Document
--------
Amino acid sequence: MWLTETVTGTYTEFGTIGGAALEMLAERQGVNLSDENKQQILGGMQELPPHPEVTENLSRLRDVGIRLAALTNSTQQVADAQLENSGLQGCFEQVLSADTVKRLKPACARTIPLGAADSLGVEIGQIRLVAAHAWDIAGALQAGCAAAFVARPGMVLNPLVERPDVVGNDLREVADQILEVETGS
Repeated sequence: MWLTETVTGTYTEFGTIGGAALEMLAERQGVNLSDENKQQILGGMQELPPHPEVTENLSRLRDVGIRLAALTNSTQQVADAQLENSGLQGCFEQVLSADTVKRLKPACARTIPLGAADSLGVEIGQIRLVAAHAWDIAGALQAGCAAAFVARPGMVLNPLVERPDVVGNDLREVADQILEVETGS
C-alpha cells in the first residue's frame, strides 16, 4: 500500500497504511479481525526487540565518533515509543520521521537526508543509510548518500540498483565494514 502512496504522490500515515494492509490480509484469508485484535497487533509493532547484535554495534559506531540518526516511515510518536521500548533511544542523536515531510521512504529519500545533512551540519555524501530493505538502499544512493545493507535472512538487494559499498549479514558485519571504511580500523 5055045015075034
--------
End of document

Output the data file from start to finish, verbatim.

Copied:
Amino acid sequence: MWLTETVTGTYTEFGTIGGAALEMLAERQGVNLSDENKQQILGGMQELPPHPEVTENLSRLRDVGIRLAALTNSTQQVADAQLENSGLQGCFEQVLSADTVKRLKPACARTIPLGAADSLGVEIGQIRLVAAHAWDIAGALQAGCAAAFVARPGMVLNPLVERPDVVGNDLREVADQILEVETGS
Repeated sequence: MWLTETVTGTYTEFGTIGGAALEMLAERQGVNLSDENKQQILGGMQELPPHPEVTENLSRLRDVGIRLAALTNSTQQVADAQLENSGLQGCFEQVLSADTVKRLKPACARTIPLGAADSLGVEIGQIRLVAAHAWDIAGALQAGCAAAFVARPGMVLNPLVERPDVVGNDLREVADQILEVETGS
C-alpha cells in the first residue's frame, strides 16, 4: 500500500497504511479481525526487540565518533515509543520521521537526508543509510548518500540498483565494514 502512496504522490500515515494492509490480509484469508485484535497487533509493532547484535554495534559506531540518526516511515510518536521500548533511544542523536515531510521512504529519500545533512551540519555524501530493505538502499544512493545493507535472512538487494559499498549479514558485519571504511580500523 5055045015075034